Pharmacology | ANS | 3 – Synaptic Transmission

 

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Synaptic Transmission

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This is lesson no# 3 in Pharmacology and no# 3 in Autonomic Nervous System

In 1 minute you’ll learn synaptic transmission

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In this video we will discuss the synaptic transmission.

The nerve impulses or action potential move through the nerve, as waves of depolarization till reaching the nerve terminal.
This neuron is called presynaptic neuron.

Then influx of Calcium ions occurs at the nerve terminal, allowing vesicles containing neurotransmitters to adhere to the synaptic membrane
and release neurotransmitters by exocytosis.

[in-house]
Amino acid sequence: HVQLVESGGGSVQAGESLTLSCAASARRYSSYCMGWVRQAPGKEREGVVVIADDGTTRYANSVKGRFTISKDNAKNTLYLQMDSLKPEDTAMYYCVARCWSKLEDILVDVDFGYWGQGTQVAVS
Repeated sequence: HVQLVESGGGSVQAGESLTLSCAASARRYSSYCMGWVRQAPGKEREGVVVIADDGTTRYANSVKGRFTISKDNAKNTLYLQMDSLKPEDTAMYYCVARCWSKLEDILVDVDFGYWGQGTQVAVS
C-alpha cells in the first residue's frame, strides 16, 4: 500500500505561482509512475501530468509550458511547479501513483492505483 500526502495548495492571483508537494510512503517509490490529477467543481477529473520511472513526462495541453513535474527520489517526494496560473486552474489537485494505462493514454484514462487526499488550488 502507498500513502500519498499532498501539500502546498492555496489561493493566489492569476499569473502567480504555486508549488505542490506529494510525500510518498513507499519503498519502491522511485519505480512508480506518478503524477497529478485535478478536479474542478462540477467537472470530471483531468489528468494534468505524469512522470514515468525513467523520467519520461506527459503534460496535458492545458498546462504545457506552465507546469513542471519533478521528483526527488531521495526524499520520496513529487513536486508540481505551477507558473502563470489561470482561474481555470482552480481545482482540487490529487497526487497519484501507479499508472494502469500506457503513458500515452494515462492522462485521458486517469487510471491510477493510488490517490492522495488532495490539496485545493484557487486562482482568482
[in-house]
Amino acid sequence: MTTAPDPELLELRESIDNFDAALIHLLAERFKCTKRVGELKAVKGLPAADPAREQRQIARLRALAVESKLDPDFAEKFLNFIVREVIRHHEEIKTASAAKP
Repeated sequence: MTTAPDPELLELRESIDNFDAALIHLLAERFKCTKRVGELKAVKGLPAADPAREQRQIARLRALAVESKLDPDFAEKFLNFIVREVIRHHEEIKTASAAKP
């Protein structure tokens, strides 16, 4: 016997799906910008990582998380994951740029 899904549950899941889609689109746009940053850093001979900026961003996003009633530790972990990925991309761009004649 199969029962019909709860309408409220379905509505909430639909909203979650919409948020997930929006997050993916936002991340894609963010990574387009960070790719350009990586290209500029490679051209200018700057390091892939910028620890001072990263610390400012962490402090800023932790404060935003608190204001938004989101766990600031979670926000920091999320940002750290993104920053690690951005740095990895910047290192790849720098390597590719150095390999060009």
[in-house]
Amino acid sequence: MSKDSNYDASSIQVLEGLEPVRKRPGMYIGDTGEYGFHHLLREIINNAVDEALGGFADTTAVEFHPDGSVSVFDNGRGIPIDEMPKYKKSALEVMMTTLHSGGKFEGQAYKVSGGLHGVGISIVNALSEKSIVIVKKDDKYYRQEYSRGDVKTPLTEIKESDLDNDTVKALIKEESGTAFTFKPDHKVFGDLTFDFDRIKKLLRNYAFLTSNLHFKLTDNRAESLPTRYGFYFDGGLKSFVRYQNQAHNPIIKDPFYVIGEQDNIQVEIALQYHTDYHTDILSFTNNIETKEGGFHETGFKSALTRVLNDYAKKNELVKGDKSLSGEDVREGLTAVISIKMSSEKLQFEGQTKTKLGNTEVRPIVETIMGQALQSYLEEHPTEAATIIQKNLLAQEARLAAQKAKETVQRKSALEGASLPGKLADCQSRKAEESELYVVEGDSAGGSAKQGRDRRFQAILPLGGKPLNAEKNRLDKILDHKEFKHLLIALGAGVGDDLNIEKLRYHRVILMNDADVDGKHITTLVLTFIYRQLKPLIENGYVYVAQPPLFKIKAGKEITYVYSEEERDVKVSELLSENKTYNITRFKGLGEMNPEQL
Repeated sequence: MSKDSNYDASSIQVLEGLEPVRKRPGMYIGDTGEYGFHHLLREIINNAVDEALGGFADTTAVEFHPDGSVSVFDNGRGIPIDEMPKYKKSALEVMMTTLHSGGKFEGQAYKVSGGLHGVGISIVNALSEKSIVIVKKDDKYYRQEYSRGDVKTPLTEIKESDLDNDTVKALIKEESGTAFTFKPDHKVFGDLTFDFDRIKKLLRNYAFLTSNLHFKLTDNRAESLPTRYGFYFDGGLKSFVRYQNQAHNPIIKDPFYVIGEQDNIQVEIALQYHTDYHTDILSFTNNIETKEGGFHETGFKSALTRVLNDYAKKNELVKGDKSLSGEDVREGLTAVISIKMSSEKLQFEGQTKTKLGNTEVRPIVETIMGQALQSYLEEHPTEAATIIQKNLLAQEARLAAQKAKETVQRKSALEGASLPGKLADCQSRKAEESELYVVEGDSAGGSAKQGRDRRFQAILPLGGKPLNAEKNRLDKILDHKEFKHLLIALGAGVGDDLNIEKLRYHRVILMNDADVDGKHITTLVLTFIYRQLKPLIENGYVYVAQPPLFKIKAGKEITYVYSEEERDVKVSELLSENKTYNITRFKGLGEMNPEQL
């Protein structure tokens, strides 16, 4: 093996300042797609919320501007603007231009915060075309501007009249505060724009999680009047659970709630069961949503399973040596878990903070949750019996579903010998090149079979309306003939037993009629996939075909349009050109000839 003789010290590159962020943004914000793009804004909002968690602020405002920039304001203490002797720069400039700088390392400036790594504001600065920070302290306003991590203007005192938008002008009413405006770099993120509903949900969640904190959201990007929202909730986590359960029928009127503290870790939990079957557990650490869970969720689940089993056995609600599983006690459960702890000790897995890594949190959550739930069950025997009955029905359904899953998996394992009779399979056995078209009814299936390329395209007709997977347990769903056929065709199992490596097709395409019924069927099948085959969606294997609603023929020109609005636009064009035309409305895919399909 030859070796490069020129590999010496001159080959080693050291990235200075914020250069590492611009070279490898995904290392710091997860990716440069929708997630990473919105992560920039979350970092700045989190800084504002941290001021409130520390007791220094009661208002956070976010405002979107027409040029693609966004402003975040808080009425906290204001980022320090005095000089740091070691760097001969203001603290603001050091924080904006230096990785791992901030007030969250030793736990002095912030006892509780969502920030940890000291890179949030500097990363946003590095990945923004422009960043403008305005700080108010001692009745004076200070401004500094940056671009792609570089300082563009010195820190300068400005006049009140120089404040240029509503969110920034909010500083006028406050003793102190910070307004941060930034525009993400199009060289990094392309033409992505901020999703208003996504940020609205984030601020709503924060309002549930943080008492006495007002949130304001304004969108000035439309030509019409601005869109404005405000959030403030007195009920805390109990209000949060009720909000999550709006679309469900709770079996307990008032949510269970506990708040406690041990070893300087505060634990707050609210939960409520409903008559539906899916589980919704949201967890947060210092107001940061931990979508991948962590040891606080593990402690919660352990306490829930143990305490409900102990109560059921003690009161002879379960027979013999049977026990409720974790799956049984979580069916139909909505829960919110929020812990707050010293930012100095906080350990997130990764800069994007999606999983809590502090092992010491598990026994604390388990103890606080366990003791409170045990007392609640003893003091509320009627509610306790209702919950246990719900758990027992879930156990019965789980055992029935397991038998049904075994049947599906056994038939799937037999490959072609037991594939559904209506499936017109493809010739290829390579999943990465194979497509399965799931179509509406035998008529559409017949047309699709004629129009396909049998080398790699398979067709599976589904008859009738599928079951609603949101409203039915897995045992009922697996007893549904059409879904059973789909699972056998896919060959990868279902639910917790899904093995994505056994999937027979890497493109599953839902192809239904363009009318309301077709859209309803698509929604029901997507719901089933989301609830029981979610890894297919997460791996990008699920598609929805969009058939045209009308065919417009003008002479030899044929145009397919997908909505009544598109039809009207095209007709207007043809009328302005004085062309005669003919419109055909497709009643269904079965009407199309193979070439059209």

We should notice that there is no direct contact between the nerve terminal and the effector organ. So, connection between them is done by chemical neurotransmitters.

The neurotransmitter binds to its specific receptor on the effector organ.

This leads to changes in the permeability of cell membrane of the effector organs, that leads to initiation of a response in the effector organ.

Then comes the last step, which is the termination of the neurotransmitter response.
That can be done by 2 mechanisms:

The first one is Enzymatic destruction of the neurotransmitter at synapse.

And the second mechanism is the reuptake of transmitter by specific transporters at nerve terminal  to be stored and re-used.

That’s all for this lecture.
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